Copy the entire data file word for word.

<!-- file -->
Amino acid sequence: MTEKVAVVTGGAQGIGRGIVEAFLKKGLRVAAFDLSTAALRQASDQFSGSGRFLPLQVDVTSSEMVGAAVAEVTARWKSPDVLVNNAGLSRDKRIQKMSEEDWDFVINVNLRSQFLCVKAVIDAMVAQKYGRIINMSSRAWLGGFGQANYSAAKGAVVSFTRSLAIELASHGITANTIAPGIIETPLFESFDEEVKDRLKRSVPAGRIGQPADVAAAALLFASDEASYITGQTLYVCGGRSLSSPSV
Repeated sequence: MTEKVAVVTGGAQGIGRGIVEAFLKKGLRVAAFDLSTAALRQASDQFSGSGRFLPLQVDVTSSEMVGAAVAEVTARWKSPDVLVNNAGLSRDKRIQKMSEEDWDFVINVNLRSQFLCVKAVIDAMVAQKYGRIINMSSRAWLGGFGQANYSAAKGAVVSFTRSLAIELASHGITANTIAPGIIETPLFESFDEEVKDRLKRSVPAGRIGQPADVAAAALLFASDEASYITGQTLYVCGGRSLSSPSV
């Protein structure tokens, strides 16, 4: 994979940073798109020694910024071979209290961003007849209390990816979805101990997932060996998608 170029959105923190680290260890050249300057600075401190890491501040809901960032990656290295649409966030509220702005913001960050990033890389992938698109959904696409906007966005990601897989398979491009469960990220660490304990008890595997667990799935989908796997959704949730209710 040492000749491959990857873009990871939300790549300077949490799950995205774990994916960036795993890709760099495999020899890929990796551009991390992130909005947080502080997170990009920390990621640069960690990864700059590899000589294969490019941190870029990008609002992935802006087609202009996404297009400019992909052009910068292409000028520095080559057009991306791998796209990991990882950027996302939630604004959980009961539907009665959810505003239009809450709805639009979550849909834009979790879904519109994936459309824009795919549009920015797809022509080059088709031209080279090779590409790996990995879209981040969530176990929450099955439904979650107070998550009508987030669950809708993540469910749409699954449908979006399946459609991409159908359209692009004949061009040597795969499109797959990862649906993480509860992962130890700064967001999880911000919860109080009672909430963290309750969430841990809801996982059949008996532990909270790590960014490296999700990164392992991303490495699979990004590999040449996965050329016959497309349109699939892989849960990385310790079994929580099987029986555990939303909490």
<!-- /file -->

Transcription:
Amino acid sequence: MTEKVAVVTGGAQGIGRGIVEAFLKKGLRVAAFDLSTAALRQASDQFSGSGRFLPLQVDVTSSEMVGAAVAEVTARWKSPDVLVNNAGLSRDKRIQKMSEEDWDFVINVNLRSQFLCVKAVIDAMVAQKYGRIINMSSRAWLGGFGQANYSAAKGAVVSFTRSLAIELASHGITANTIAPGIIETPLFESFDEEVKDRLKRSVPAGRIGQPADVAAAALLFASDEASYITGQTLYVCGGRSLSSPSV
Repeated sequence: MTEKVAVVTGGAQGIGRGIVEAFLKKGLRVAAFDLSTAALRQASDQFSGSGRFLPLQVDVTSSEMVGAAVAEVTARWKSPDVLVNNAGLSRDKRIQKMSEEDWDFVINVNLRSQFLCVKAVIDAMVAQKYGRIINMSSRAWLGGFGQANYSAAKGAVVSFTRSLAIELASHGITANTIAPGIIETPLFESFDEEVKDRLKRSVPAGRIGQPADVAAAALLFASDEASYITGQTLYVCGGRSLSSPSV
């Protein structure tokens, strides 16, 4: 994979940073798109020694910024071979209290961003007849209390990816979805101990997932060996998608 170029959105923190680290260890050249300057600075401190890491501040809901960032990656290295649409966030509220702005913001960050990033890389992938698109959904696409906007966005990601897989398979491009469960990220660490304990008890595997667990799935989908796997959704949730209710 040492000749491959990857873009990871939300790549300077949490799950995205774990994916960036795993890709760099495999020899890929990796551009991390992130909005947080502080997170990009920390990621640069960690990864700059590899000589294969490019941190870029990008609002992935802006087609202009996404297009400019992909052009910068292409000028520095080559057009991306791998796209990991990882950027996302939630604004959980009961539907009665959810505003239009809450709805639009979550849909834009979790879904519109994936459309824009795919549009920015797809022509080059088709031209080279090779590409790996990995879209981040969530176990929450099955439904979650107070998550009508987030669950809708993540469910749409699954449908979006399946459609991409159908359209692009004949061009040597795969499109797959990862649906993480509860992962130890700064967001999880911000919860109080009672909430963290309750969430841990809801996982059949008996532990909270790590960014490296999700990164392992991303490495699979990004590999040449996965050329016959497309349109699939892989849960990385310790079994929580099987029986555990939303909490």